2022 Ioniq 5 Limited AWD, Phantom black, black interior
I appreciate all the feedback. Sure, I do recognize the slow pace of charging. It could be done at a leisurely pace over the weekend, etc. in between outings, and more likely to supplement our usual charging at home. I did not however anticipate the extra draw from both cars' computer activity. In the end, I did pick up the US V2L today, and will have that handy for any other regular V2L uses.TL;DR at the end
This is the case, although it looks like y'all sorted that out.
That seems like a bad idea, even ethics aside, based on efficiency and how GD long it'll take. If you want to charge the tesla 10-80, you're looking at sub-50% efficiency and like 50+ hours of sitting around waiting for it to happen. You'd be limited by 1) 1300W maximum charge rate into the tesla 2) ~300W burned in the Tesla just keeping the computers on 3) ALSO 2-300W burned in the Ioniq 5, same issue. So you'd probably have to DCFC the I5 3 times to fill the tesla up once, and you'll spend 50 or 60 hours of plug time doing it.
I can. The US-spec V2L has a properly bonded GND+Neutral, as you can see in the last picture here (yellow-green earth wire bonds over to blue neutral) Inside the Hyundai/Kia V2L Connector Admittedly, I didn't get specific about that or provide a full schematic.
It's been pointed out, but this is wrong. Neutral and Earth should be bonded at exactly one point: the source of power into the home. That's at the primary service in a household installation, and nowhere else, to make sure there's ONLY fault current on the ground conductor. In a generator scenario, which this is, that needs to happen at the inverter, which is why the USA V2L adapter is wired this way.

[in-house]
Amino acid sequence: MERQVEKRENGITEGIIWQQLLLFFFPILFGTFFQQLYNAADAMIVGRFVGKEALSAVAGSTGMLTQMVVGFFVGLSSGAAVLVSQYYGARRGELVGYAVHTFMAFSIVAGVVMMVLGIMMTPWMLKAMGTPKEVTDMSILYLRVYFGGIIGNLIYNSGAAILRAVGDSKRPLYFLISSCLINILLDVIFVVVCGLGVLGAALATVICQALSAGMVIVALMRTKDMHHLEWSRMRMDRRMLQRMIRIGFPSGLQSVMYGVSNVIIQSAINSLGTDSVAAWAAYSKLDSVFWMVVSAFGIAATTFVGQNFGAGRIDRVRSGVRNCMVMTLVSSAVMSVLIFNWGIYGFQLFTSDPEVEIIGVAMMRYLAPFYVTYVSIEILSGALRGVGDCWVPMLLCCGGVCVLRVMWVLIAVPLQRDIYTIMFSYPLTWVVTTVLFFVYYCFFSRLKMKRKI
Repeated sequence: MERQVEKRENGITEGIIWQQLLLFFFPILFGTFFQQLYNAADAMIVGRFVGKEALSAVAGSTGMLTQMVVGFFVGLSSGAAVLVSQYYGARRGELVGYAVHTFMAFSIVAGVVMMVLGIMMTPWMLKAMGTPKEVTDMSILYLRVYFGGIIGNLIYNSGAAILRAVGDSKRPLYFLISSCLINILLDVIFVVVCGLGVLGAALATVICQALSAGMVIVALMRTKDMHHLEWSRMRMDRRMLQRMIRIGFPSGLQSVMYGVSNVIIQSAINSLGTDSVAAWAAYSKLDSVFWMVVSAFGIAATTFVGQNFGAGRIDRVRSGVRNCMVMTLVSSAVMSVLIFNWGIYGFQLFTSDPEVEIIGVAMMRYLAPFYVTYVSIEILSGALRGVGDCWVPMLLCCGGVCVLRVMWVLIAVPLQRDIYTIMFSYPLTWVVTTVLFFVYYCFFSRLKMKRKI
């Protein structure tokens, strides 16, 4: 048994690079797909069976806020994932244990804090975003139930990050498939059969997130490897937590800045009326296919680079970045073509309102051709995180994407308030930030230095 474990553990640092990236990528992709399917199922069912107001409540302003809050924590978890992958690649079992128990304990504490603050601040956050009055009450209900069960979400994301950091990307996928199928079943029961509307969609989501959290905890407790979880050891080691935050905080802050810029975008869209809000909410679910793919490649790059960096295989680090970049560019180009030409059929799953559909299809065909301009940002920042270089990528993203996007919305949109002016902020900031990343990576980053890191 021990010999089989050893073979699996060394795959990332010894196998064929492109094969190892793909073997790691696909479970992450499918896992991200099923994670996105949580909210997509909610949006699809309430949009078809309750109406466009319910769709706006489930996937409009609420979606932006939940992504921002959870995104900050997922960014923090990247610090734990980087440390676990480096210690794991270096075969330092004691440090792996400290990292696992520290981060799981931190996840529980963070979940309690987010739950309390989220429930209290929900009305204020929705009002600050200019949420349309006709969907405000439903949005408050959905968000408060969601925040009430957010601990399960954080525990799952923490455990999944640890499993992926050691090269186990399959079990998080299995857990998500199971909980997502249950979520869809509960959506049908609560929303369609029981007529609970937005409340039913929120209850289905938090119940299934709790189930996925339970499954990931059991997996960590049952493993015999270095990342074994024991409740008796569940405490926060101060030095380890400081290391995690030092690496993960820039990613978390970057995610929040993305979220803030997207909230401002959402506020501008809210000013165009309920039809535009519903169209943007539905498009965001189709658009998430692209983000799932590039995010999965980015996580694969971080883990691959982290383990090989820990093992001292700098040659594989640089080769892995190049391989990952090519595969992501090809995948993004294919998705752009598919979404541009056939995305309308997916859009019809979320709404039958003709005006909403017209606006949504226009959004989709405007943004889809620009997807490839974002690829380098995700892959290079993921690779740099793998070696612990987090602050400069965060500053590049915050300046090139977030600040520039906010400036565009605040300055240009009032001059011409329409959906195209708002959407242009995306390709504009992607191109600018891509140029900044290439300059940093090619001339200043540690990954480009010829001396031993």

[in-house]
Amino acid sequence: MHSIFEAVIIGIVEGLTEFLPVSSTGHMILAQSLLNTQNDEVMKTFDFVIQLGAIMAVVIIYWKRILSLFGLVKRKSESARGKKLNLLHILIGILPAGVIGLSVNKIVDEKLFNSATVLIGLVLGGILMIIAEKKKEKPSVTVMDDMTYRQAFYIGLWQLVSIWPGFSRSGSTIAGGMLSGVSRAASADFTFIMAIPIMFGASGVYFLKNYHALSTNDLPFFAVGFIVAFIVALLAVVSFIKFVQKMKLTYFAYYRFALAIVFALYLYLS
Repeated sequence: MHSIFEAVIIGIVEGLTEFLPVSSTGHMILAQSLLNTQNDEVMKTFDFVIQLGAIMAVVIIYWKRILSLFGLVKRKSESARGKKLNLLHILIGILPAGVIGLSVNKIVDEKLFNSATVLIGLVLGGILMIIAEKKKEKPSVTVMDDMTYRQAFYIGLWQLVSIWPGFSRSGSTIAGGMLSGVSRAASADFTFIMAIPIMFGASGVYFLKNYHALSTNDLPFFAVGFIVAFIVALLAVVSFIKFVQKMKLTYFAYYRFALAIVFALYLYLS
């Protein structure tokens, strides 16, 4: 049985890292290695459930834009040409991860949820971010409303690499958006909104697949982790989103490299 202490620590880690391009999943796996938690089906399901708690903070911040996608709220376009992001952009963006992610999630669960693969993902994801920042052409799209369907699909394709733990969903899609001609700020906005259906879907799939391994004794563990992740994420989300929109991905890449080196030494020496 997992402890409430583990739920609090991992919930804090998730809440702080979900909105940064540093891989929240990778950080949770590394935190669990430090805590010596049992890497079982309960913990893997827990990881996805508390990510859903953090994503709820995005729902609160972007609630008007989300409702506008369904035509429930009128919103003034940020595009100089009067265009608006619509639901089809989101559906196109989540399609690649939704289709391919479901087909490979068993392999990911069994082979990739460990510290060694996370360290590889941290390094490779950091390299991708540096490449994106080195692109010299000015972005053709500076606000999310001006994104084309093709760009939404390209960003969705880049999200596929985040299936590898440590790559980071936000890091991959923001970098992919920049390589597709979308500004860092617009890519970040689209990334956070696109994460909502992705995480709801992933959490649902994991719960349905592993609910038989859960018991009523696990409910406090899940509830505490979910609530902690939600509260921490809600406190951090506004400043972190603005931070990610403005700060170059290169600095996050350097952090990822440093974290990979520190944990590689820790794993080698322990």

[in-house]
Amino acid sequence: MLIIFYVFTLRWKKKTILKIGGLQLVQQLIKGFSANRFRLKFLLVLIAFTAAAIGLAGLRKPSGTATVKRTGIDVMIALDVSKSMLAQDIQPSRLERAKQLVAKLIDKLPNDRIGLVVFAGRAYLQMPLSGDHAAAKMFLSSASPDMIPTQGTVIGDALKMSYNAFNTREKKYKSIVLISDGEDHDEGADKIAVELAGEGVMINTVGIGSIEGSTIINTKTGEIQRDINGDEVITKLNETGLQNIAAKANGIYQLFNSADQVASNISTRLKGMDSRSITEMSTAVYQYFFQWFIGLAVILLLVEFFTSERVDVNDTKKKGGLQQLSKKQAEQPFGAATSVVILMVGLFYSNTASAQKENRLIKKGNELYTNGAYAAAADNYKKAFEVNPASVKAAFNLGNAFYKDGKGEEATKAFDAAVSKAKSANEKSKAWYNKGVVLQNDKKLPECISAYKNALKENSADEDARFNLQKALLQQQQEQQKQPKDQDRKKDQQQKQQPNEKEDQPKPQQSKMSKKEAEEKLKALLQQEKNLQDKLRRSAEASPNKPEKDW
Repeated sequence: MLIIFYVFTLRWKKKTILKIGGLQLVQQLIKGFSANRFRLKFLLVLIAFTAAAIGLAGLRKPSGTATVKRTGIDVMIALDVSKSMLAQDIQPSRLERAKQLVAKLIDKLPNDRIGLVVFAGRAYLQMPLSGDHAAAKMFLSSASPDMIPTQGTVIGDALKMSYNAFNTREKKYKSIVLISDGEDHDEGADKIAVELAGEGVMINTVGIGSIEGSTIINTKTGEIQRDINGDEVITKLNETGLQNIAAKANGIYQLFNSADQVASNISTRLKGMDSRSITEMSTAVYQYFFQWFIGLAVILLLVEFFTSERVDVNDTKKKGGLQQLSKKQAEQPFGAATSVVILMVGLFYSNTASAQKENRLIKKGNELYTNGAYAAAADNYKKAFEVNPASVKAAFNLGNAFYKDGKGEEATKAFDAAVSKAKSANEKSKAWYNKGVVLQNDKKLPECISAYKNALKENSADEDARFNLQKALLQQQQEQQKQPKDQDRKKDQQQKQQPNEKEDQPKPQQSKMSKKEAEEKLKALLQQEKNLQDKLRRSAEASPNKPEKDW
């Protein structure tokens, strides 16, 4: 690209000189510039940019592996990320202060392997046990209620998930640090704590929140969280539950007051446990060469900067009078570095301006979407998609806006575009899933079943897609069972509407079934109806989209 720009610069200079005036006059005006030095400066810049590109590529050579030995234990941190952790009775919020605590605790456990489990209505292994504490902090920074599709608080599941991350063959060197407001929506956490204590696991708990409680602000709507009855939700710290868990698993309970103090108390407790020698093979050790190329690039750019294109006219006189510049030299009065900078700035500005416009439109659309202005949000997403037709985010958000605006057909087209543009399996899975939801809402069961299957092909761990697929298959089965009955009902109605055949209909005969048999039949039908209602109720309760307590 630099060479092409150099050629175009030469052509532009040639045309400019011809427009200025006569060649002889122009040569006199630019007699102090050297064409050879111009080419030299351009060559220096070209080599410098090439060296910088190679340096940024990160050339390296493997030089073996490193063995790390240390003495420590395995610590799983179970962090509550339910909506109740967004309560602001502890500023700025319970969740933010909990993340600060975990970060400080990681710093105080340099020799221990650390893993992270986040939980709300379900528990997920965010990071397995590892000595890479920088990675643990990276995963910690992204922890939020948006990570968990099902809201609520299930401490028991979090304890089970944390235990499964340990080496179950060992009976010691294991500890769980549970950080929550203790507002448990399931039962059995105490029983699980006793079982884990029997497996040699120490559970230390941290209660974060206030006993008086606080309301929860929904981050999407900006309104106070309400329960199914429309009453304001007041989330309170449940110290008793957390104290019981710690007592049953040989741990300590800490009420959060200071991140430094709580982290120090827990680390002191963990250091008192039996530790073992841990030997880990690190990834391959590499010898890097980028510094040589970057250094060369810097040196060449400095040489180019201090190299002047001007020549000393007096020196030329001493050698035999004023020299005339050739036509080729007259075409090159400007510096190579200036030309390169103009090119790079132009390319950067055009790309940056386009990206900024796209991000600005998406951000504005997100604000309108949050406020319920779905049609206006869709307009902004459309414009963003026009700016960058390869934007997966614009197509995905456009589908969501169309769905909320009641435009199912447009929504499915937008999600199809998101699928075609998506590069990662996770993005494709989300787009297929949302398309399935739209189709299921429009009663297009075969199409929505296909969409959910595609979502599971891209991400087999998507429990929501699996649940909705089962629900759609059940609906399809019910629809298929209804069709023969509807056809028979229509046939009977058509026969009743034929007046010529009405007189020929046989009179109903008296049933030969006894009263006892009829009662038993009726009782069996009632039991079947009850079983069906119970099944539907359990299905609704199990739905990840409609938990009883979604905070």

Not a stupid question, and confuses literally everyone who's not an electrical engineer or electrician. "Ground" does not necessarily mean literal earth, although that's usually the case, and there's nothing magical about the earth, other than it's a half decent conductor and by convention every AC distribution system uses it in some capacity or another.
The point of a ground wire is to carry fault current when you drop your metal toaster, stuff inside breaks, and the hot lead comes in contact with the metal shell. Contrived example, but that's the crux of it. It should be safe to touch, and robust enough to trip the breaker if a hot wire shorts to it.
The fault isn't the tesla cord - the tesla cord is just VERY robustly engineered with excellent safety considerations, and won't work in detectably-unsafe conditions.
TL;DR: you want one of these: a ground-neutral bonding plug. It'll solve your problem, and in this application it's perfectly safe:
The issue at hand is that ground needs to be connected to neutral somewhere, or ground is open, and that's the fault the Tesla cord detects.
In USA NEMA 5-15 plugs, the current carrying conductors are polarized: one carries the 120VAC hot phase and one carries neutral, defined by tying it to the system ground back at the main service, for safety reasons stated above. The only thing the Tesla UMC cares about is that current can flow between neutral and ground, implying that the ground return path is valid in case a fault happens.
I'm surmising from the info here that Korean electrical installations don't have a concept of plug polarity, and thus the Korean V2L adapter doesn't bond either pin to the ground pin like the North American adapters do, hence needing to make one of those cheater plugs like in the video above.